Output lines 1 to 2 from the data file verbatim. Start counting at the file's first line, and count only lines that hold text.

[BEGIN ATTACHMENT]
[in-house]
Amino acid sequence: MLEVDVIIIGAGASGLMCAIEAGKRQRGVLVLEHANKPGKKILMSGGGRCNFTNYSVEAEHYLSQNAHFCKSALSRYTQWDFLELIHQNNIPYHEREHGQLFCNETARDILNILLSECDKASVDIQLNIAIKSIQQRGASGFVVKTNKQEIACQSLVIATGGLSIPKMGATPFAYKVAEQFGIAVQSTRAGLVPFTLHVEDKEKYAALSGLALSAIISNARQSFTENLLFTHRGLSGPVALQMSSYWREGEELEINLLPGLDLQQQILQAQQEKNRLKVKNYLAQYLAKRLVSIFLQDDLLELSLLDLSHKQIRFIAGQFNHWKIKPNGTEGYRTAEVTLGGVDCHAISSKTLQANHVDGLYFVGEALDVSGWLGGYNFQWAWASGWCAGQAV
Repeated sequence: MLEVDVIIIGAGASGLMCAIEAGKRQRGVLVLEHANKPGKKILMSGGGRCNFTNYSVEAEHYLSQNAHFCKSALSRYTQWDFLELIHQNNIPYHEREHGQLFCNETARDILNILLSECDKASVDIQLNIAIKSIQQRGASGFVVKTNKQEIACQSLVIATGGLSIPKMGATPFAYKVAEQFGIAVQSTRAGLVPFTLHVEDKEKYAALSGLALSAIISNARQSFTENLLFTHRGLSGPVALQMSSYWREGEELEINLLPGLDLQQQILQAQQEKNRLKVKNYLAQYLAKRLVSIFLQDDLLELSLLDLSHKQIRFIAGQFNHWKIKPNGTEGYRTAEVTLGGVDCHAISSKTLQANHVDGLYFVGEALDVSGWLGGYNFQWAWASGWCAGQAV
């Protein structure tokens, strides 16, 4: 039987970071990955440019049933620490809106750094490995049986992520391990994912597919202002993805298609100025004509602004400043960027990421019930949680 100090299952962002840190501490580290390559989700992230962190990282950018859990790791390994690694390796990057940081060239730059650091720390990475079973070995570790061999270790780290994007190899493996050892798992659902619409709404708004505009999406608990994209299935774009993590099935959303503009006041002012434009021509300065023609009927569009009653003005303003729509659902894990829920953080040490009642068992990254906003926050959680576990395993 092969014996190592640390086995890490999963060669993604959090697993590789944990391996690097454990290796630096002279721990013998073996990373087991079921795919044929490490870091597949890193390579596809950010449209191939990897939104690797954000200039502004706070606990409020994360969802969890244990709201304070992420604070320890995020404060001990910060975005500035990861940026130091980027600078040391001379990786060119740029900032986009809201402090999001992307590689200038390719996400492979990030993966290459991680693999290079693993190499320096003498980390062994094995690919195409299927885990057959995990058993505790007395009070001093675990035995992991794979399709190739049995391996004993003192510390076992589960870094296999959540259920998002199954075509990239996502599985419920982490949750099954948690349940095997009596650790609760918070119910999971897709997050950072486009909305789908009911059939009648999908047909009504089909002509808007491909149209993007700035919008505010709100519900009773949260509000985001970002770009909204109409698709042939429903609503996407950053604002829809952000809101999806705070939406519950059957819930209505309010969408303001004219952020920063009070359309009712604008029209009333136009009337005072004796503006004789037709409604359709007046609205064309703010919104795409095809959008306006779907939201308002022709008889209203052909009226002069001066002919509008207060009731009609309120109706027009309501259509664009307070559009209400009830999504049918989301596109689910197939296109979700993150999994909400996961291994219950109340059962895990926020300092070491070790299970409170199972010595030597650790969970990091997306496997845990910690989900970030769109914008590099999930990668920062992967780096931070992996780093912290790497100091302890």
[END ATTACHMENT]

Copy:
[in-house]
Amino acid sequence: MLEVDVIIIGAGASGLMCAIEAGKRQRGVLVLEHANKPGKKILMSGGGRCNFTNYSVEAEHYLSQNAHFCKSALSRYTQWDFLELIHQNNIPYHEREHGQLFCNETARDILNILLSECDKASVDIQLNIAIKSIQQRGASGFVVKTNKQEIACQSLVIATGGLSIPKMGATPFAYKVAEQFGIAVQSTRAGLVPFTLHVEDKEKYAALSGLALSAIISNARQSFTENLLFTHRGLSGPVALQMSSYWREGEELEINLLPGLDLQQQILQAQQEKNRLKVKNYLAQYLAKRLVSIFLQDDLLELSLLDLSHKQIRFIAGQFNHWKIKPNGTEGYRTAEVTLGGVDCHAISSKTLQANHVDGLYFVGEALDVSGWLGGYNFQWAWASGWCAGQAV